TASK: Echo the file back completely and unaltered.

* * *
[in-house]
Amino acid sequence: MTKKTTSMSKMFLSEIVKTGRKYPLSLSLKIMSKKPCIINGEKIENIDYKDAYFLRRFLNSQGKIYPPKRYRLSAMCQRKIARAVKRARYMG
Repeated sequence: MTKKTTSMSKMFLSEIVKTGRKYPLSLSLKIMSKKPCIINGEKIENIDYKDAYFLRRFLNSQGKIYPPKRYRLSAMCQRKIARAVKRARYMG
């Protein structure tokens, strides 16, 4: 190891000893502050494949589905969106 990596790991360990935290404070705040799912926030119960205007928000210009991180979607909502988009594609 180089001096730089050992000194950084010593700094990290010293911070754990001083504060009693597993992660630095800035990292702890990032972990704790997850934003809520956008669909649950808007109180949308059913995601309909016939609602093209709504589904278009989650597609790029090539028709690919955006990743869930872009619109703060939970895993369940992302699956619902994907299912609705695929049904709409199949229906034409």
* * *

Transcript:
[in-house]
Amino acid sequence: MTKKTTSMSKMFLSEIVKTGRKYPLSLSLKIMSKKPCIINGEKIENIDYKDAYFLRRFLNSQGKIYPPKRYRLSAMCQRKIARAVKRARYMG
Repeated sequence: MTKKTTSMSKMFLSEIVKTGRKYPLSLSLKIMSKKPCIINGEKIENIDYKDAYFLRRFLNSQGKIYPPKRYRLSAMCQRKIARAVKRARYMG
């Protein structure tokens, strides 16, 4: 190891000893502050494949589905969106 990596790991360990935290404070705040799912926030119960205007928000210009991180979607909502988009594609 180089001096730089050992000194950084010593700094990290010293911070754990001083504060009693597993992660630095800035990292702890990032972990704790997850934003809520956008669909649950808007109180949308059913995601309909016939609602093209709504589904278009989650597609790029090539028709690919955006990743869930872009619109703060939970895993369940992302699956619902994907299912609705695929049904709409199949229906034409």